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Attronis

Class Design for a Turn-Based Strategy Game

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Hey All,

I've been working on my first semi-large scale game and find myself constantly questioning (and changing) my approach to the overall class design. So much so, that I think I feel like I'm actually getting dumber, for lack of a better way of putting it. [img]http://public.gamedev.net//public/style_emoticons/default/blink.png[/img]

I would really appreciate some feedback on the various approaches I've taken thus far.

The game is to be a "re-roll" (in C#, using XNA) of one of those old box-type strategy games that Victory Games (or Avalon Hill, etc) published back in the 80's - Ambush!, to be specific. I thought this would be a good approach, as having the rules already written would take a load off of the overall burden associated with starting my first weighty project. Also, this particular game was designed as a solitaire board game, thus eliminating the need to develop any AI code. So I felt pretty good about it, and I've spent a decent amount of time studying OO design; however, without the experience, reading about design patterns gets you pretty much nowhere (other than second guessing yourself constantly).


Here are a couple of the current challenges I'm facing:

1) When a unit performs an action, where is the best place to handle validation of that action (e.g. firing a weapon)? In the soldier class? The calling class? The weapon class? or perhaps a combat-manager class?

[indent=1][i]In this instance, validation would require knowing: the stance of the soldier, status of the weapon, whether the weapon is actually in the soldier's inventory, his location on the map, the range of that weapon, whether LOS exists, what type of unit the target is (soldier, tank, structure, etc), whether the firing soldier is aim firing (vs snap firing), the type of terrain the target is in, the solider's particular shooting skill level, whether the soldier is injured or not... I could go on, but I think the point is made.[/i][/indent]

2) Too often I'm finding that game objects (lets say weapons, in this case) exhibit so many "exceptions to the rule" that it has become very difficult to write a method that can just take an instance of a weapon without having to explode that method with TONS of conditionals. My solution to that was to implement a good number of very lightweight (often empty) interfaces that I would have my weapon classes inherit from (as well as an empty blanket, IWeapon, interface). Is this a good design?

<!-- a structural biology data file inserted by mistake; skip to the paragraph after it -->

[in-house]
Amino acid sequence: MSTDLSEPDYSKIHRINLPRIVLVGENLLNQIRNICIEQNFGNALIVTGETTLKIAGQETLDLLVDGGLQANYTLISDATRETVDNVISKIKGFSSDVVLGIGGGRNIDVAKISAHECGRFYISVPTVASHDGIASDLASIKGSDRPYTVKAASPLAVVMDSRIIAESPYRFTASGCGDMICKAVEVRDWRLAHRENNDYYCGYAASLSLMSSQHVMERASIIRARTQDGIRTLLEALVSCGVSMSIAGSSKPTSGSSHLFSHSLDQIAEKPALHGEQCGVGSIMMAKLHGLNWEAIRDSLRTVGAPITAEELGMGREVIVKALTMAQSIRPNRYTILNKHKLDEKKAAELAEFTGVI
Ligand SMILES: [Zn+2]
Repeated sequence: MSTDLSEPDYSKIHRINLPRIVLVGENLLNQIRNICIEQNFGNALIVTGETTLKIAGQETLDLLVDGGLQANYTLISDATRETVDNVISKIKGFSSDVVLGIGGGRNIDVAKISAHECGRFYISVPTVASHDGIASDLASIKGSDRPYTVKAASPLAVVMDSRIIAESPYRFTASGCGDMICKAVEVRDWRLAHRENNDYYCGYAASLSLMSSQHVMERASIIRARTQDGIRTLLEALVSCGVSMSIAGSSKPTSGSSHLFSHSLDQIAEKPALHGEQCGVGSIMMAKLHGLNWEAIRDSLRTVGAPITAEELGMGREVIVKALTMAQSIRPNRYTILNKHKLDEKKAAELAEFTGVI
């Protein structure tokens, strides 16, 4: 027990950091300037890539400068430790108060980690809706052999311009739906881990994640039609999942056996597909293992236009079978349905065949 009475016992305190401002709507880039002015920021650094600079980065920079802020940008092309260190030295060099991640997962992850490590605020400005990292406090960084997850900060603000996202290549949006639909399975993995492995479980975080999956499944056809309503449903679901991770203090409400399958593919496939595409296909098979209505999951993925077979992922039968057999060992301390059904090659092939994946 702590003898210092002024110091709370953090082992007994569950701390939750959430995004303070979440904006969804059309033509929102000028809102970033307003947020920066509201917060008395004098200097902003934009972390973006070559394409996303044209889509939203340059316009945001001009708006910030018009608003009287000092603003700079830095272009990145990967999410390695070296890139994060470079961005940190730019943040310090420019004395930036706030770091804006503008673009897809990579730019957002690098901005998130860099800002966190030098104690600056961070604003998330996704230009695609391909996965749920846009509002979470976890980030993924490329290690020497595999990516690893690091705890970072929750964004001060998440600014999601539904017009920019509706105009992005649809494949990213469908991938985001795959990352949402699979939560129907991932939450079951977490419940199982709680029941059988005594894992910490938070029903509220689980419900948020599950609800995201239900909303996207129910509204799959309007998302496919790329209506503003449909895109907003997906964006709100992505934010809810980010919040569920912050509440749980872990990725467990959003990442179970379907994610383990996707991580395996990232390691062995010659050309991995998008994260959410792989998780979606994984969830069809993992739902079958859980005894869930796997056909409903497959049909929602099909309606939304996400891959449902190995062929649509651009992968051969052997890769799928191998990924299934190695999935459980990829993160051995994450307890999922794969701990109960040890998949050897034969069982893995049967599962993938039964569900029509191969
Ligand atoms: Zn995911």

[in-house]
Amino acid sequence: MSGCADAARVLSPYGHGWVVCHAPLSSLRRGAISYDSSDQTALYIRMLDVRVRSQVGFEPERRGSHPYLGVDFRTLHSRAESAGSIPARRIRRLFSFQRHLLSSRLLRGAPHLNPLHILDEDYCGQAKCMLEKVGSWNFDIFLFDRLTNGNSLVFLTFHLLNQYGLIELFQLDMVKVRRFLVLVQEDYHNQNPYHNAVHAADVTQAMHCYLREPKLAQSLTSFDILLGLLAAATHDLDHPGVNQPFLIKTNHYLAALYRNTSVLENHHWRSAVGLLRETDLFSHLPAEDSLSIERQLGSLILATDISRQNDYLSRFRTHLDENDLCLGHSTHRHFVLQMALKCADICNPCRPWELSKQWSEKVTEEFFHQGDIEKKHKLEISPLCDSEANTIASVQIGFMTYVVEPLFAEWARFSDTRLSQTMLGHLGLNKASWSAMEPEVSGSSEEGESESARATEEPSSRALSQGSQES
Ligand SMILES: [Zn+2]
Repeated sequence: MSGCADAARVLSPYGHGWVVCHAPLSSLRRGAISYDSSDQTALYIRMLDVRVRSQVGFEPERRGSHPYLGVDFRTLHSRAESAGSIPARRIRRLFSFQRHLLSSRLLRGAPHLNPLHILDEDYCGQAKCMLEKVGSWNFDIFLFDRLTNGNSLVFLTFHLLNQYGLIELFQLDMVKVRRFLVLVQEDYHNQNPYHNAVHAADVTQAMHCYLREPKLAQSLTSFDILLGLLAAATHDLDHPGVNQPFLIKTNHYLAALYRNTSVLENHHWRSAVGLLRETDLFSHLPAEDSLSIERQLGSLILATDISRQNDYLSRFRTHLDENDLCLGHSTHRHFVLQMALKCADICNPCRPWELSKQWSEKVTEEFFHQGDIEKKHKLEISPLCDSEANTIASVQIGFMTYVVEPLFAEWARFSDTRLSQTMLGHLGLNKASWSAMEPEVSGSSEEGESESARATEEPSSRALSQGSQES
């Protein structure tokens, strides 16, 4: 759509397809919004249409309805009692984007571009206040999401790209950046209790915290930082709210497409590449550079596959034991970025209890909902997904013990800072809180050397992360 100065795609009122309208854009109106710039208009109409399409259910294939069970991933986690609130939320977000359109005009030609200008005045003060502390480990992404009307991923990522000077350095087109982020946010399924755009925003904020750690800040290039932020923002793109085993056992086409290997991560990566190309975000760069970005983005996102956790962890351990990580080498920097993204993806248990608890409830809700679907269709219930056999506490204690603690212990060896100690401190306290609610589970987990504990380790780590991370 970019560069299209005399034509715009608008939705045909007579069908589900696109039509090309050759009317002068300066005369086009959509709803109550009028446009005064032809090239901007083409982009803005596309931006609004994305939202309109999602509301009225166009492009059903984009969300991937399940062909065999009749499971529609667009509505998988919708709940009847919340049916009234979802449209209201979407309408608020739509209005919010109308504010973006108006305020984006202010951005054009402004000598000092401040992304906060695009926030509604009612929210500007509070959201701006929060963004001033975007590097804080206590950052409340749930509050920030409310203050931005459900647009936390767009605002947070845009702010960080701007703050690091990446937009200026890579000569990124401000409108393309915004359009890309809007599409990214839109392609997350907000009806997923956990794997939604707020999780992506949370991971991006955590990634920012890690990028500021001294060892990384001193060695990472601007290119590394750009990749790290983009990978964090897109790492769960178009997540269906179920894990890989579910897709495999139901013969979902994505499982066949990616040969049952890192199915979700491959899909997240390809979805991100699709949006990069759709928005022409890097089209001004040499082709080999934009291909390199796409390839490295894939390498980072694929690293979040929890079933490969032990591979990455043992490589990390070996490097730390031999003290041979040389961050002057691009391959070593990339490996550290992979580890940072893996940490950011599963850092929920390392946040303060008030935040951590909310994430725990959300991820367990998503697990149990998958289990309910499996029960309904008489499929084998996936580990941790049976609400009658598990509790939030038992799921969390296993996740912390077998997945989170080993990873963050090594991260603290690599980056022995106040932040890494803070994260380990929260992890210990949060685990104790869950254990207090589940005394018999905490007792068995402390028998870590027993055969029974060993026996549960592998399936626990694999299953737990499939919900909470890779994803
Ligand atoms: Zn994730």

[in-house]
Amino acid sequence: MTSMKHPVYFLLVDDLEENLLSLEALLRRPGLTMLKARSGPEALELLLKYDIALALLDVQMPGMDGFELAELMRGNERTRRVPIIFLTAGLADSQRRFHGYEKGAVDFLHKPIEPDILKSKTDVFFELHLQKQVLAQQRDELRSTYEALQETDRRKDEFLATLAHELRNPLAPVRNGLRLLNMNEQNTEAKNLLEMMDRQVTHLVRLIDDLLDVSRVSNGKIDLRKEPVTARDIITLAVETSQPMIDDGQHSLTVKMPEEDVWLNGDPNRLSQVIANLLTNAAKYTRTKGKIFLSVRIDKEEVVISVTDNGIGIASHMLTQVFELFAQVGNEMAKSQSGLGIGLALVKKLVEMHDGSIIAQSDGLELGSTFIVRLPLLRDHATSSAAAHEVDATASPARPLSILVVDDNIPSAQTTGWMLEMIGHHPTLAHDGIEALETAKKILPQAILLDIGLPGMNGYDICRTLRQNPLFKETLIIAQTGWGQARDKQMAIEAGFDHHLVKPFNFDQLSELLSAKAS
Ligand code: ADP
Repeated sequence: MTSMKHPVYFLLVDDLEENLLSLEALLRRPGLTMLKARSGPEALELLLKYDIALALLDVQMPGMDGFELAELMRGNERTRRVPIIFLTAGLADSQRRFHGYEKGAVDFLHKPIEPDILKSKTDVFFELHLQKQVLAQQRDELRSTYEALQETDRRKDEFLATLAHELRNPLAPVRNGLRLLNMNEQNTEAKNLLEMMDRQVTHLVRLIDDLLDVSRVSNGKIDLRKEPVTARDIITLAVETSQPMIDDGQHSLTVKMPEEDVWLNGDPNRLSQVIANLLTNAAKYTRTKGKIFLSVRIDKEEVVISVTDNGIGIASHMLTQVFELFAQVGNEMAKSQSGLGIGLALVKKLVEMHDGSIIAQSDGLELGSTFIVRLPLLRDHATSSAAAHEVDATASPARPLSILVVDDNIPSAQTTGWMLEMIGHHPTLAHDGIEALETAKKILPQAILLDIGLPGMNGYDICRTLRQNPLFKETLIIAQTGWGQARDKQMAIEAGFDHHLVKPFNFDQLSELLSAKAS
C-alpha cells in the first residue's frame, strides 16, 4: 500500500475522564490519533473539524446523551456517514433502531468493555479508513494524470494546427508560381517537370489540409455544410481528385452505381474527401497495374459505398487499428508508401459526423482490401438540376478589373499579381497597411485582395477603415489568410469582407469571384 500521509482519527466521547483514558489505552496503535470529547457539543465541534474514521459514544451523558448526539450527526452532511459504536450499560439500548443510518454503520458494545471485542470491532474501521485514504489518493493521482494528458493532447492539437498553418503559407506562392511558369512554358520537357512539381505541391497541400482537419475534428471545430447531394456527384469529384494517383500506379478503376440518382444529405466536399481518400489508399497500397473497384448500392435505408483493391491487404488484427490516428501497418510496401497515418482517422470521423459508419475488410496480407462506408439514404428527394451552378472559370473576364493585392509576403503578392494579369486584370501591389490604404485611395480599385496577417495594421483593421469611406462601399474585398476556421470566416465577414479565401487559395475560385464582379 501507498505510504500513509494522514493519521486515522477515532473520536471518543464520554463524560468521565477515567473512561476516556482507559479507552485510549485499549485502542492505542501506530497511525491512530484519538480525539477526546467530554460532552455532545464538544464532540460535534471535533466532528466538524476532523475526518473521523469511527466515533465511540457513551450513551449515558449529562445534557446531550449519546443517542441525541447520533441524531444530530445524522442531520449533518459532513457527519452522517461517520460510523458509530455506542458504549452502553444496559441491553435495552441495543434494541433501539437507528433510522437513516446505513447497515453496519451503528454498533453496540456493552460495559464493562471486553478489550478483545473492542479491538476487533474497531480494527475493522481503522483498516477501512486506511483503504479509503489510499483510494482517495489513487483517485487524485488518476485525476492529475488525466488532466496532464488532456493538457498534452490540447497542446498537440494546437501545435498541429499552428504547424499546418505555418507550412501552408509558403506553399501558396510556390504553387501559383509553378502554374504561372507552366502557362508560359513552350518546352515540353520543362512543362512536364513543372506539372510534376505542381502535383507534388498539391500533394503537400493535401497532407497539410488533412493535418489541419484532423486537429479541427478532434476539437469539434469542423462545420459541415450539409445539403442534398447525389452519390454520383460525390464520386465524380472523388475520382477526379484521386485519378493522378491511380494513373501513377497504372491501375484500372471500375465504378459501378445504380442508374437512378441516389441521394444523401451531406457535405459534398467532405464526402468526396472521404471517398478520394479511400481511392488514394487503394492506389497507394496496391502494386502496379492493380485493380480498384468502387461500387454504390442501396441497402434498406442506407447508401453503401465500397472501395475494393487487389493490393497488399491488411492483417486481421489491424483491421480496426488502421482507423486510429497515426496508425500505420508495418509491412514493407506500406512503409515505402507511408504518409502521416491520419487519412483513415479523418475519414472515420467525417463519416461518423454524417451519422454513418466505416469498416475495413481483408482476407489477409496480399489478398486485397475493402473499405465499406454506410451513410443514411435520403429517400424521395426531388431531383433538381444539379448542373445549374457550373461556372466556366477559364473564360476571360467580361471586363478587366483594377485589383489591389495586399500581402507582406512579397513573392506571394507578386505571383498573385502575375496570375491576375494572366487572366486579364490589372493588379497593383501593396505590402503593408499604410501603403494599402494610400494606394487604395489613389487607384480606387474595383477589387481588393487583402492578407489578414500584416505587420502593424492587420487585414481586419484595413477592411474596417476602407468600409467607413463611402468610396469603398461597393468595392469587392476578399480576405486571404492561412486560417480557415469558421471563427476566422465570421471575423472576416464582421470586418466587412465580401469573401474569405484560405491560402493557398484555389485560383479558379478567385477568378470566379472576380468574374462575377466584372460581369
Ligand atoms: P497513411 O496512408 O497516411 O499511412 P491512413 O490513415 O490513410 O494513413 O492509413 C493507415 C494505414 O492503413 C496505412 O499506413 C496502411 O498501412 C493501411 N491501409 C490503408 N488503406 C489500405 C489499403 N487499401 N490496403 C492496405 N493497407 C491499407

[indent=1][i]e.g [b]class Pistol : IWeapon, ICarryable, ISnappable, IJammable, ILocatable[/b][/i][/indent]

[indent=1][i]whereby a weapon's capabilities are indicated by the interfaces from which it inherits, and then any instance really only has responsibility for its own condition (jammed, out of ammo, etc). For it's range and damage (among other things), I used a static 'Tables' class that holds all the game's look-up tables.[/i][/indent]


[color=#008080](Please feel free to keep this topic fresh by commenting with your own similar difficulties. I'm sure I will have more content to add as well.)[/color]


I really appreciate the time and consideration of any who respond. An outsider's perspective would certainly be most refreshing. Thanks in advance! I'd be happy to post some code if that would help clarify kinda where I'm at on some of my more developed classes.
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[quote name='Attronis' timestamp='1351887305' post='4996649']
1) When a unit performs an action, where is the best place to handle validation of that action (e.g. firing a weapon)? In the soldier class? The calling class? The weapon class? or perhaps a combat-manager class?
[/quote]
I 'm not sure what you mean by "validation of that action". Do you mean performing that action, or making sure that action is valid?
[quote name='Attronis' timestamp='1351887305' post='4996649']
2) Too often I'm finding that game objects (lets say weapons, in this case) exhibit so many "exceptions to the rule" that it has become very difficult to write a method that can just take an instance of a weapon without having to explode that method with TONS of conditionals. My solution to that was to implement a good number of very lightweight (often empty) interfaces that I would have my weapon classes inherit from (as well as an empty blanket, IWeapon, interface). Is this a good design?
[/quote]
You do need the IWeapon interface in order to store all of the different types of weapons in the same data structure.

When it comes to the "lightweight interfaces", I think COM would be a good way to do this. Basically, each weapon would hold a list of "IWeaponComponent"s or something, then you would loop through the list, calling each component. This would make it a lot easier to plug in lots of different components without using multiple inheritance. You can read more about this technique in [url="http://www.amazon.com/Game-Coding-Complete-Fourth-McShaffry/dp/1133776574"]Game Coding Complete[/url] .
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